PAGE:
And then when they move down the funnel further, like they view an order form they watch a webinar or they've been on a call with you or something further down, well, now we're their bottom of funnel and they're very much aware of your solution and they're really narrowing it down to you or somebody else or worth you or nothing. Then you really want to target your ads towards that mindset.

And I think too many people try to shortcut it and they're really misfiring on where their customer's awareness level is that, and that's where there there's big pockets of waste in their ad account because they're not adhering to where the customer is in terms of their customer awareness journey.

Kathleen (22:14): Yeah, it's interesting. I think that makes so much sense. And I think I know that I know that in the past I've made that mistake of sort of having the set it and forget it mentality with my ads and not recognizing that the customer is on a journey and the ad needs to go on that journey. The ad set needs to go on that journey with them.

Bob (22:34): And I don't know, Kathleen, the type of clients that you work with. I tend to work with clients that have much more complex or higher price products and services. Okay.

Kathleen (22:41): I don't work with clients anymore. I'm in house now. I've been out of the agency game for awhile.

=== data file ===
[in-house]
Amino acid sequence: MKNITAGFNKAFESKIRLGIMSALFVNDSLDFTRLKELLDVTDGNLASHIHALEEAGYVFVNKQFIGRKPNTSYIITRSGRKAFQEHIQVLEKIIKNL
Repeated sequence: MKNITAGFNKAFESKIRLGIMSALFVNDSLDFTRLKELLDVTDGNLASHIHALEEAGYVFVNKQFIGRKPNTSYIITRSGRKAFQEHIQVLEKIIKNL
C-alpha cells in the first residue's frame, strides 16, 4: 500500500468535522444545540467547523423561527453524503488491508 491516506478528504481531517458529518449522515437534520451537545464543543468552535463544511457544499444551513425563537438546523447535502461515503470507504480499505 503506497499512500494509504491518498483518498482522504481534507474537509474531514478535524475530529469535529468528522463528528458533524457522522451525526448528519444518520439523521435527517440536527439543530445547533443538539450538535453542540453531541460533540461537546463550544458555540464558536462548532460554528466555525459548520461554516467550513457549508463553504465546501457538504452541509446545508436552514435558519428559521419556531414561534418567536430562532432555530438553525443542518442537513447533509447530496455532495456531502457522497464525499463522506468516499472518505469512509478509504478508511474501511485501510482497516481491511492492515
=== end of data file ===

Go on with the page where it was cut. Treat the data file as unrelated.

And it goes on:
Bob (22:48): I think this is another thing too, is the level of complexity in your product and the length of the buying decision makes a big difference too. You know, we mentioned e-commerce and I, and I have a lot of clients over the years who do e-commerce and it's really, it's kind of like the product that sits at the checkout counter before you go out where you don't have to do a lot of thinking.

These are the types of products that the Harmon brothers, right? They work with Dollar Shave Club. And some of those like, Hey, I just saw a video. It entertained me. It's a product that I think is cool. I'm going to buy it. There's, I mean, there's obviously retargeting things involved, but it's really just like, Hey, the product is cheap enough or it's simple enough that I don't need to think about it.

Bob (23:33): I tend to attract those that are in the more complex markets. So we have more complex problems itself. It usually involves higher prices or a lot more thinking involved. So you have a lot more nurturing time in between, and it really takes a little bit more money and a little bit more patience to be able to work in that situation.

Those that have that type of staying power do find success though because they're willing to go to those lengths to move and be with the customer as they shift from being unaware of me, to being aware of me and making a decision to buy.

Kathleen (24:10): What about ad formats? So specifically, you know, there are so many different ad formats now from, you know, sponsored content to stories, to videos, to you name it. You know, and that's, that's just on Facebook and I'm sure I've missed, oh carousels. I'm sure I've missed so many, but what have you seen in terms of effectiveness?

Bob (24:33): Well, it's interesting. I wish I was more creative. A lot of these new formats involve a high level creativity, and there's some cases where those big agencies just have an edge over me. I am really a proponent 80% of the time when you're starting out, you really need to focus in on the mobile newsfeed and two secondary to the desktop newsfeed. I, I prefer going into a market and make things much more simple.